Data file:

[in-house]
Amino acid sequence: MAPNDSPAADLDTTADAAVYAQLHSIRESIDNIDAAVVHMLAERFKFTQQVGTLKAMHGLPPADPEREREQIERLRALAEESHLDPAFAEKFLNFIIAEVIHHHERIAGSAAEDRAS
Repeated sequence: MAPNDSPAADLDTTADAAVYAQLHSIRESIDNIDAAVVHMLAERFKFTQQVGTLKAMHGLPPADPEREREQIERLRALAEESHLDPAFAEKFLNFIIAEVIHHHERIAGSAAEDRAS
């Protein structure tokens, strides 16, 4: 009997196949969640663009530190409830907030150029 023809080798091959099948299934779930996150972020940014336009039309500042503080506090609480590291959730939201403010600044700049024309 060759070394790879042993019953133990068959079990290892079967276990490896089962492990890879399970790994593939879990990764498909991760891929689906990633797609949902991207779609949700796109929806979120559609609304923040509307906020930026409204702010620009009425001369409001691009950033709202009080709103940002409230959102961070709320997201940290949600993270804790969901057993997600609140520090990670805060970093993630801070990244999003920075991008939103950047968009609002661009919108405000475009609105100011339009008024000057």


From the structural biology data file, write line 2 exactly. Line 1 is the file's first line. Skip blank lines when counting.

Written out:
Amino acid sequence: MAPNDSPAADLDTTADAAVYAQLHSIRESIDNIDAAVVHMLAERFKFTQQVGTLKAMHGLPPADPEREREQIERLRALAEESHLDPAFAEKFLNFIIAEVIHHHERIAGSAAEDRAS